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Infant-Directed Speech Baby talk, also referred to as caretaker speech, infant-directed speech or child-directed speech (CDS) and informally as "motherese", "parentese", "mommy talk", or "daddy talk" is a nonstandard form of speech used by adults in talking to toddlers and infants.  The special, musical speech used in talking to infants.
Chromosome An organized structure of DNA and protein found in cells.  A threadlike structure made up of genes.  In humans, there are 46 chromosomes in every cell except sperm and ova. 
DNA (deoxyribonucleic acid) A long double-stranded molecule that makes up chromosomes.
Monozygotic Twins One of two offspring produced in the same pregnancy, that come from one zygote and therefore have identical genotypes. 
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Dizygotic Twins One of two offspring produced in the same pregnancy, that come from two zygotes.
X-Chromosome One of the two sex-determining chromosomes in many animal species, including mammals.  In females, both members of the twenty-third pair of chromosomes and in males, one member of the twenty-third pair. 
Y-Chromosome One of the two sex-determining chromosomes in most mammals, including humans.  In males, one member of the twenty-third pair of chromosomes. 
Allele One of two or more forms of a gene.  The specific form of a gene coded for a particular trait. 
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Homozygous Refers to the similarity of genes for a trait in an organism.  Having inherited two genes of the same allelic form for a trait. 
Heterozygous Zygosity refers to the similarity of genes for a trait in an organism.  Having inherited two genes of different allelic forms for a trait. 
Dominant Allele Dominance in genetics is a relationship between two variant forms of a single gene, in which one allele masks the effect of the other in influencing some trait.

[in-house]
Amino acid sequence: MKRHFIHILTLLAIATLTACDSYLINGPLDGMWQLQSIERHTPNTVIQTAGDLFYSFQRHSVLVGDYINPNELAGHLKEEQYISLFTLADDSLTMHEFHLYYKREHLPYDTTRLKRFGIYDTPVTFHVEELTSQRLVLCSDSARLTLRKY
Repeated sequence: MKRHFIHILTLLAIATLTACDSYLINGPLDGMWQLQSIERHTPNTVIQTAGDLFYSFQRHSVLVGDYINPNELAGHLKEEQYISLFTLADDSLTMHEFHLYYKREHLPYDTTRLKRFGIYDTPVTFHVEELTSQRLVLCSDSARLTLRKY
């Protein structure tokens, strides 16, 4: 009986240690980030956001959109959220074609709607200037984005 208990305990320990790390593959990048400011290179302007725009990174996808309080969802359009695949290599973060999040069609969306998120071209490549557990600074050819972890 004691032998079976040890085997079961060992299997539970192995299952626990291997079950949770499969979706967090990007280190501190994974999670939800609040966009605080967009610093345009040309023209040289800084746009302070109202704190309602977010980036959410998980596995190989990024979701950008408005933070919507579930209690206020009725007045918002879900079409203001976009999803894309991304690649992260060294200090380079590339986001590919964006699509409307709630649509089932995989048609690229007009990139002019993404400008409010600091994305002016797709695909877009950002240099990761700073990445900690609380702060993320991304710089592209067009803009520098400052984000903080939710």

Recessive Allele Dominance in genetics is a relationship between two variant forms of a single gene, in which one allele masks the effect of the other in influencing some trait.  The allele that is not expressed when an individual possesses two different alleles for the same trait. 
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Carriers Individuals who are heterozygous for a trait with a dominant and recessive allele and thus express only the characteristics associated
with the dominant allele but may pass the recessive allele, including for a recessive disorder, on to their offspring.
Codominance Outcome in which a trait that is different from the trait produced by either of the contributing alleles alone.
Gene Pool The total variety of genetic information possessed by a sexually reproducing population.
Mutation An alteration in the molecular structure of an individual's DNA.
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Zygote The single cell formed at conception from the union of the sperm and the ovum.
Germ Cells The sperm and ova, which are specialized for sexual reproduction and have half the number of chromosomes normal for a species.
Somatic Cells All the cells in the body except for the germ cells (ova and sperm).